Saturday, April 18, 2009
Plus, I had this wacky theory. I don't know if it can be scientifically proved, but here it goes: my back problems originate from a 30% slip in my L5. I also have a pretty pronounced lordosi. This, I think , comes from the fact that when I gain weight it is mostly in my hips and in order to counterbalance that weight, I shift my posture. Less weight, no posture shift, less back pain and better running.
NOVEMBER 10, 2008
The dietician is the same doctor that has seen me for the last eight years. The first time I went to her was in 2001 when I was preparing a 2km/66km/14km triathlon. Oddly enough I had just turned forty and had gone through my first metabolic shift. I'd gained weight and couldn't drop it no matter how much I tried. I followed the eating plan that she gave me and lost every ounce I needed to. But I didn't keep it up and after the season was over I gained the weight back. The next time I saw her was a few year later when I had miscarried and then still had some weight hanging on from the interuppted pregnancy. Again, I took some weight off but then didn't follow through. This time it had to be different. I told her that I was frustrated in not being able to lose weight on my own no matter how much I tried but that I was willing to accept this to be my weight if she came to the same conclusion. One thing that was really important to me was not so much the losing of the weight as much as the maintenance. Whatever weight I lost, I wanted to work on maintainence so that I wasn't constantly going up and down. I wanted that part of the whole weight experience to be done and over with for me. I know how to lose weight, I have become an expert at it over the years. What I don't always know how to do is maintain the weight I do lose.
The other important incentive for me behind losing weight was also in my athletic endeavors. I spend so much of my time running or biking or swimming and now doing yoga. It seemed silly for me to not feel in my best shape in order to get an even more positive experience during my races.
She wrote me out a regular diet and when I looked at it at first I said "I'm going to gain weight with this, it's too much." She assured me that it was approximately 1500 calories and that it was the least amount she could give me. She added in more calories on days that I worked out more. I decided then and there that SHE was in charge. I totally put the responsability onto the doctor rather than myself. Whether I gained or lost was not MY problem, it was hers. My responsability was to follow the diet and see how my body reacted.
A week later I came back for my first visit and was surprised when I saw that I had lost 1,4 kg. Part of the whole "the responsability is hers, not mine" was in not weighing myself at home. All I had to do in our "experiment" was to follow the exact instructions of the diet. Weighing in was not my problem, it was hers. I know I've said this twice but it is a really important point for me. I had become too emotionally involved with whether the scale went up or down rather than looking at it as a physiological consequence. I would think it was my "fault" or my "merit". Not weighing in helped me concentrate on just eating well rather than worrying if my weight was up or down.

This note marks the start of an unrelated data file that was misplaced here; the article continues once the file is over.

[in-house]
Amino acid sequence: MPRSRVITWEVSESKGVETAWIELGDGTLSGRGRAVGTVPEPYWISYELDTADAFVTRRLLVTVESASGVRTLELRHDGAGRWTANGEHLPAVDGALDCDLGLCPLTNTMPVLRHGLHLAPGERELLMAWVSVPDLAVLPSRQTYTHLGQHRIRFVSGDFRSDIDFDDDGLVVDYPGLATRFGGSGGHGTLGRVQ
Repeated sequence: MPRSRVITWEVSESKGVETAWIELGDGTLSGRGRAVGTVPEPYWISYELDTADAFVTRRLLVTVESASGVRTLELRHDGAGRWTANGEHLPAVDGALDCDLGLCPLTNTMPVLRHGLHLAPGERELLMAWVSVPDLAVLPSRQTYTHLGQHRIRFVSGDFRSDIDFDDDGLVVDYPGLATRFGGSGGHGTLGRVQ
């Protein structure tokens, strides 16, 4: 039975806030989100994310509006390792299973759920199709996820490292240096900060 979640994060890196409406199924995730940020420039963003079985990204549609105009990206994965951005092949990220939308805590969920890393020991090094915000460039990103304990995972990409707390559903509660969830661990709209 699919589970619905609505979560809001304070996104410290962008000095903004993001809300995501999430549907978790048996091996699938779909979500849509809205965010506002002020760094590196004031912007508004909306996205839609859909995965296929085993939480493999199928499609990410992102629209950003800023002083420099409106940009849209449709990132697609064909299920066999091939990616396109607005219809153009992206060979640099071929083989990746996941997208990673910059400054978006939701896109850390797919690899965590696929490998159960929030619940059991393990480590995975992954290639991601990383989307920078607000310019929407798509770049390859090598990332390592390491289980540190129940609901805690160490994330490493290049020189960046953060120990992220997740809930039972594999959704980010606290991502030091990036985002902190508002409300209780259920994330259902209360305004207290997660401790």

As the weight came off my running started to feel smoother and I felt SO light, like I was flying...which I wasn't, but just the fact that I didn't feel like I was nailed to the ground made me want to run even more. By Christmas I had taken off all 4 kgs Byt the end of January I was down 6, 5 kgs total = 14 lbs. Now came the hard part: maintenance.
ME and MY HISTORY
I distinctly remember the first time I started using food for comfort. It was my first year in high school. I had a totally sucky family life (in one sentence: my mom had died in a car accident two years before, my father (an alcoholic) had remarried to a younger women who split after a year, then quickly gotten together with a new woman who had two children that moved in, my sister had just moved out and I was going through puberty...good enough?) . I had made friends with a girl named Stephanie. After school we would walk downtown (really small town), hang out and eat. Mostly cookies and ice cream and tiger-milk bars and baklava. I remember getting really sick on the Baklava...too sweet. I found solice in the food and I remember that everything started to get tight and I didn't care. I would bake cakes and eat them all by myself. I would ride my bike (my only transportatin) twenty miles just to go to a certain pastry shop and gorge on sweets. I was also physically active. Lots of biking and running and surfing and hiking. That kept me from getting too big and sort of kept me in check. But the overeating and getting totally sick from all the sugar was something I did for many years. Years and years. I've never gotten too big for two reasons. The first of course was the physical activity. I've always LOVED to move and walk and hike and if my eating got too out of hand I would calm it down and lose the pounds. The other is that I did have a little vanity in me somewhere. I liked to feel and look pretty and that also helped in not letting it spin too far out of control. But it has always been there , present and waiting in the background. In the past few years it's almost come to a halt, but it was still a habit that definately kept me from achieving my best weight for me. No fiveinfive for me unless I could get a handle on it.
With the diet the dietician gave me I had a few food outlets. Once a week I could eat pizza and once a week I could eat a dessert. Holidays I had free reign for the day. These were the occasions where I learned my most important lesson. That I could blow it once, or overeat, or eat the wrong thing or whatever...but that the next hour, the next day, I was back to my eating plan. The eating plan gives me a lot of stability and comfort. Five meals a day - three main meals plus two snacks. It's very balanced and healthy and I've been able to loosely stick to it in any social situation. I've never had to say "no thanks, I'm on a diet". I eat a little bit of whatever is put in my plate, match it mentally to what I should be eating and go from there.